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Why Just-launched Startups Are Investing in Traditional Advertising



Co-founder of Orion opens up on how startups are opting to boost brand awareness

Why Just-launched Startups Are Investing in Traditional Advertising

Orion is an emerging mobile communications company that is revolutionizing group communication with their single-touch products. Roger Wood, co-founder and creative director of Orion, opens up to us on why startups are opting to leave lasting impressions via traditional advertising. 

Q> There are two approaches when building an advertising campaign — traditional ad buys, which include billboards, taxi tops and bus stops, and ubiquitous digital ads that pop up within browsers or live on web pages. Can you describe the current advertising landscape for us and how to approach it? 

RW> In creating an advertising campaign for a company, product or brand, these two schools of thought should blend and become one: media buying strategies should include a mix of formats that address the brand intention for your campaign. The most important question to ask is ‘What is our brand trying to achieve?’ Your answer will determine what blend of ad buys should be used to achieve your vision.

Well established brands have been dominating the ad space for years and there’s something to be learned from their approach for companies of all sizes. Look at major live broadcast media events, like the Academy Awards. They continue to hold an unparalleled advantage in achieving brand awareness with traditional advertising. Then look at startups that are now household names thanks to traditional ad buys and strategies. Nest invested in outdoor media buying at the start. GoPro has been invested in event sponsorship from the beginning. UBER has become expert in street team marketing. AirBnB has strong brand studio output. There is no right and wrong way to approach advertising. 

Q> Given the large financial investment and stakeholder buy-in required for traditional ad campaigns to take off, why did Orion prioritize this kind of approach? 

RW> The rationale is twofold...firstly, Orion prioritized traditional advertising because of its unique ability to target intended audiences in a less invasive manner. By making strategic choices about the placement of our traditional advertising, we were able to reach those targets in a very positive way.

Secondly, as a new mobile network, we need to be competitive and gain mindshare. Communications services remains the fourth largest buyer of advertising among all industries. Wireless carriers, or mobile operators, consider advertising a fundamental aspect of the business. Whether it’s mobile, VoIP or messaging, these businesses rely on loyalty. Once you win a consumer, they don’t like to switch providers — that’s why brand essence is so critical. If you have no brand, you have no business. Orion has set its sights high and is aiming to become one of the greatest startups in the history of mobile communications, which means high impact messaging is key — and that’s exactly what the creative team has done. 

Q. Is this representative of a larger trend within Silicon Valley? Do you see other startups investing in “old school” advertising tactics?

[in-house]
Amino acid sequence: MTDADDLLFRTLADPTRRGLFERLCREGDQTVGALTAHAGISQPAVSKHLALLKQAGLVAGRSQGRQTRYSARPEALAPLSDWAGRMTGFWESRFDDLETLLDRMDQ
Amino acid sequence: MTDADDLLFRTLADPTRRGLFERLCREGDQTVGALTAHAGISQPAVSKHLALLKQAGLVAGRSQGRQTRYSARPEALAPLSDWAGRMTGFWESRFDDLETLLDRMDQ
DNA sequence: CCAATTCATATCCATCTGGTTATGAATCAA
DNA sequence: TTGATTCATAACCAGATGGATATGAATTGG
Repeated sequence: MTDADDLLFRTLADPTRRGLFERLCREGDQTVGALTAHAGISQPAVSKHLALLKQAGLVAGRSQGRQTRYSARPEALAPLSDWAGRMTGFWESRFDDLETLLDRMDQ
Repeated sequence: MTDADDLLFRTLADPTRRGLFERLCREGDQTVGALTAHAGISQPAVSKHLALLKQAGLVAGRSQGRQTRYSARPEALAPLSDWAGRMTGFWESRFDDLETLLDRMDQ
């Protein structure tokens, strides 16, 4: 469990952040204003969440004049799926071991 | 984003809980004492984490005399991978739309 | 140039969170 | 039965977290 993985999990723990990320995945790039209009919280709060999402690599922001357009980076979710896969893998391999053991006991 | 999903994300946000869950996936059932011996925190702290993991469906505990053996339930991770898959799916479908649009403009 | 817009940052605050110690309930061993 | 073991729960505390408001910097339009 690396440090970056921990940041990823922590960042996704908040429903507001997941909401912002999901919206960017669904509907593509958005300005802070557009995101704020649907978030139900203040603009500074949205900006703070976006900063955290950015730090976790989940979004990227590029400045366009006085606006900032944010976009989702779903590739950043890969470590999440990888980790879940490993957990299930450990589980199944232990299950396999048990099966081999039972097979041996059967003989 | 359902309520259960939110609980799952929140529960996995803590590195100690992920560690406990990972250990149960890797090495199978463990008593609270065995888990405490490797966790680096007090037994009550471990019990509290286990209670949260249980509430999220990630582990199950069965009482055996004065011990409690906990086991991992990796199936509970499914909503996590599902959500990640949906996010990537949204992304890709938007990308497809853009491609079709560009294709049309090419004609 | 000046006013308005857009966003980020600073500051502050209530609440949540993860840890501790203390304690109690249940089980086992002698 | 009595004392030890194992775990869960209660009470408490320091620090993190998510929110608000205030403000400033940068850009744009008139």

RW> As tech companies become more consumer facing, Silicon Valley startups are looking to build brand awareness fast, winning dominant mindshare in specific categories as quickly as possible, and thus making brands synonymous with product in consumer minds. 

If you drive down highway 101 in the Bay Area, or even along city streets throughout San Francisco, you will see numerous billboards and available ad space. Those spots are now dominated by startups. There was even a storyline in HBO’s “Silicon Valley” about it! Salesforce, Gap and other, larger, well known brands still own ad share, but because this industry and geographical area is saturated with so many up-and-coming companies, the fight for brand awareness and mindshare is real. 

In our eyes, traditional ad buys is a less invasive approach that generates brand curiosity as compared to infuriating pop-ups that spur more annoyance than interest. Traditional advertising campaigns give consistent exposure to locals who encounter the creative while going about their day-to-day journeys. It builds a relationship with passersby from the ground up. Digital ads can be very effective, but that too is a crowded space that’s facing its own challenges to attract the right audience and to convert that audience to users. Traditional advertising allows companies to step outside of a world crowded with screens and to reach a broader audience outside of tech.

Q> Based on your experience directing Orion’s creative campaign, what strategies should early stage companies adopt if they are aiming to boost brand awareness? 

RW> Articulate an intent. It’s best to keep it simple but determine the focal intention of your marketing program. Once you have decided on the best targeted approach, the next step is to pinpoint who exactly you want to reach and which geographic locations will maximize reach to your target audience. With that information in mind, buy media space where they work, rest or play. 

After successfully generating awareness, the next step is to spur interest and convert observers into enthusiastic customers. This is where additional efforts, like PR and interactive hands-on product trials, come into play.

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